Some of these themes continued on in Silver Age characters who may have been influenced by Marston, notably Saturn Girl and Saturn Queen, who (like Eviless and her female army) are also from Saturn, also clad in tight dark red bodysuits, also blond or red-haired, and also have telepathic powers.[12] Stories involving the latter have been especially focused on the emotions involved in changing sides from evil to good. Wonder Woman's golden lasso and Girdle of Venus in particular were the focus of many of the early stories, and have the same capability to influence people for good in the short term that Transformation Island offered in the longer term. The Venus Girdle was an allegory for Marston's theory of "sex love" training, where people can be "trained" to embrace submission through eroticism.[citation needed]

Bibliography[edit]

Doctoral dissertation
  • "Systolic blood pressure symptoms of deception and constituent mental states." (Harvard University, 1921)
Books
  • (c. 1932) Venus with us; a tale of the Caesar. New York: Sears.
  • (1936) You can be popular. New York: Home Institute.
  • (1937) Try living. New York: Crowell.
  • (1938) The lie detector test. New York: Smith.
  • (1941) March on! Facing life with courage. New York: Doubleday, Doran.
  • (1943) F.F. Proctor, vaudeville pioneer (with J.H. Feller). New York: Smith.
Journal articles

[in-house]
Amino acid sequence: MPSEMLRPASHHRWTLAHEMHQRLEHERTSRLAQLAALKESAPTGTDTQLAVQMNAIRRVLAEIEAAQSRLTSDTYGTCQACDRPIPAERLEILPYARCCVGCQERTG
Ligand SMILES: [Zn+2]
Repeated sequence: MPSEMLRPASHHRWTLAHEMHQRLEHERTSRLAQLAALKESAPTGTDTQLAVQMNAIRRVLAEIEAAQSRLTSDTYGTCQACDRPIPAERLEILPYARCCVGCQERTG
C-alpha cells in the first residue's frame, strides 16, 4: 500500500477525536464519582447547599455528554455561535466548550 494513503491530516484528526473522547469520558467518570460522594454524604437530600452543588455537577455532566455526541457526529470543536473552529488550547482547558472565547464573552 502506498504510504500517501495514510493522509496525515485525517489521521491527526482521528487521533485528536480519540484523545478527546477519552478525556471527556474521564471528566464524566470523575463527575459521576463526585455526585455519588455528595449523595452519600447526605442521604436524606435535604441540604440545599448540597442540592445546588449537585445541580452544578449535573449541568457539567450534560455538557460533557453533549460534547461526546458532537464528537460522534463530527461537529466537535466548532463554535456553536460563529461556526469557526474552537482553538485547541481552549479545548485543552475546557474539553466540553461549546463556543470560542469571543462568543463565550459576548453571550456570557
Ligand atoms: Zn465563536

• (1917) "Systolic blood pressure symptoms of deception." Journal of Experimental Psychology, Vol 2(2), 117–163.
  • (1920) "Reaction time symptoms of deception." Journal of Experimental Psychology, 3, 72–87.
  • (1921) "Psychological Possibilities in the Deception Tests." Journal of Criminal Law & Criminology, 11, 551–570.
  • (1923) "Sex Characteristics of Systolic Blood Pressure Behavior." Journal of Experimental Psychology, 6, 387–419.
  • (1924) "Studies in Testimony." Journal of Criminal Law & Criminology, 15, 5–31.
  • (1924) "A Theory of Emotions and Affection Based Upon Systolic Blood Pressure Studies." American Journal of Psychology, 35, 469–506.
  • (1925) "Negative type reaction-time symptoms of deception." Psychological Review, 32, 241–247.
  • (1926) "The psychonic theory of consciousness." Journal of Abnormal and Social Psychology, 21, 161–169.
  • (1927) "Primary emotions." Psychological Review, 34, 336–363.
  • (1927) "Consciousness, motation, and emotion." Psyche, 29, 40–52.
  • (1927) "Primary colors and primary emotions." Psyche, 30, 4–33.